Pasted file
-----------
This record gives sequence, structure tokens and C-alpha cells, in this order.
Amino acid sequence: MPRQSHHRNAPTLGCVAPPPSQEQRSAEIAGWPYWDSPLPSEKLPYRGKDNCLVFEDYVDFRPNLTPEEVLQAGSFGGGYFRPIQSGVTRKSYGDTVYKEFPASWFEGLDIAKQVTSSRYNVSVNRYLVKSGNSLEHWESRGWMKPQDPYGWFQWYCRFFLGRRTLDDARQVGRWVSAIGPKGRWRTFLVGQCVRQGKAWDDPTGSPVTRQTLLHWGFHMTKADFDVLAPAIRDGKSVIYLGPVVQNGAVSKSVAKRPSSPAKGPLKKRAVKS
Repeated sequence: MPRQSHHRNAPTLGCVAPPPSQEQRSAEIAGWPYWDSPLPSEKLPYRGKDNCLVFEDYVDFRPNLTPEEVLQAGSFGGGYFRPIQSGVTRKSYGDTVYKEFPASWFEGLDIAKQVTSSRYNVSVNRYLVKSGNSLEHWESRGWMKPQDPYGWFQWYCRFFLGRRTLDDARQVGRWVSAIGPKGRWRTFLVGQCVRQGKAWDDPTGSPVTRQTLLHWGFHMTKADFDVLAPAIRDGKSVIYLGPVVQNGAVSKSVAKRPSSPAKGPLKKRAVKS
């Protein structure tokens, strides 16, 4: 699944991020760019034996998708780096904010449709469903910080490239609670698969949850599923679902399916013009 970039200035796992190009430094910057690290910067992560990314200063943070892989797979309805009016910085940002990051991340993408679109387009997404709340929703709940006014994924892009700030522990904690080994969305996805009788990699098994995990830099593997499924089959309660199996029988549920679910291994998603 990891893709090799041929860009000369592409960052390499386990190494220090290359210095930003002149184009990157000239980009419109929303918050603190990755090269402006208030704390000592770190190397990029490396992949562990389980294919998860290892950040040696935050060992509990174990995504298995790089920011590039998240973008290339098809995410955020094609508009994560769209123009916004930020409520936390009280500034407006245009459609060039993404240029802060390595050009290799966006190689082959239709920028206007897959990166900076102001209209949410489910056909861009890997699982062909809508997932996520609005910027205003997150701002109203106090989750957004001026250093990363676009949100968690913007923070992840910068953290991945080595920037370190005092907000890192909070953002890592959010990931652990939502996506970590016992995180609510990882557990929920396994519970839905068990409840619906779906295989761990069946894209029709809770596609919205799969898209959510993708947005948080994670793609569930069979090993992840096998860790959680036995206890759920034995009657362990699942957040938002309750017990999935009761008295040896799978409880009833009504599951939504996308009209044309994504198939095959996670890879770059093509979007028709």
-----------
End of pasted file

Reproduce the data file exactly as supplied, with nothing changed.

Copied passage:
This record gives sequence, structure tokens and C-alpha cells, in this order.
Amino acid sequence: MPRQSHHRNAPTLGCVAPPPSQEQRSAEIAGWPYWDSPLPSEKLPYRGKDNCLVFEDYVDFRPNLTPEEVLQAGSFGGGYFRPIQSGVTRKSYGDTVYKEFPASWFEGLDIAKQVTSSRYNVSVNRYLVKSGNSLEHWESRGWMKPQDPYGWFQWYCRFFLGRRTLDDARQVGRWVSAIGPKGRWRTFLVGQCVRQGKAWDDPTGSPVTRQTLLHWGFHMTKADFDVLAPAIRDGKSVIYLGPVVQNGAVSKSVAKRPSSPAKGPLKKRAVKS
Repeated sequence: MPRQSHHRNAPTLGCVAPPPSQEQRSAEIAGWPYWDSPLPSEKLPYRGKDNCLVFEDYVDFRPNLTPEEVLQAGSFGGGYFRPIQSGVTRKSYGDTVYKEFPASWFEGLDIAKQVTSSRYNVSVNRYLVKSGNSLEHWESRGWMKPQDPYGWFQWYCRFFLGRRTLDDARQVGRWVSAIGPKGRWRTFLVGQCVRQGKAWDDPTGSPVTRQTLLHWGFHMTKADFDVLAPAIRDGKSVIYLGPVVQNGAVSKSVAKRPSSPAKGPLKKRAVKS
């Protein structure tokens, strides 16, 4: 699944991020760019034996998708780096904010449709469903910080490239609670698969949850599923679902399916013009 970039200035796992190009430094910057690290910067992560990314200063943070892989797979309805009016910085940002990051991340993408679109387009997404709340929703709940006014994924892009700030522990904690080994969305996805009788990699098994995990830099593997499924089959309660199996029988549920679910291994998603 990891893709090799041929860009000369592409960052390499386990190494220090290359210095930003002149184009990157000239980009419109929303918050603190990755090269402006208030704390000592770190190397990029490396992949562990389980294919998860290892950040040696935050060992509990174990995504298995790089920011590039998240973008290339098809995410955020094609508009994560769209123009916004930020409520936390009280500034407006245009459609060039993404240029802060390595050009290799966006190689082959239709920028206007897959990166900076102001209209949410489910056909861009890997699982062909809508997932996520609005910027205003997150701002109203106090989750957004001026250093990363676009949100968690913007923070992840910068953290991945080595920037370190005092907000890192909070953002890592959010990931652990939502996506970590016992995180609510990882557990929920396994519970839905068990409840619906779906295989761990069946894209029709809770596609919205799969898209959510993708947005948080994670793609569930069979090993992840096998860790959680036995206890759920034995009657362990699942957040938002309750017990999935009761008295040896799978409880009833009504599951939504996308009209044309994504198939095959996670890879770059093509979007028709």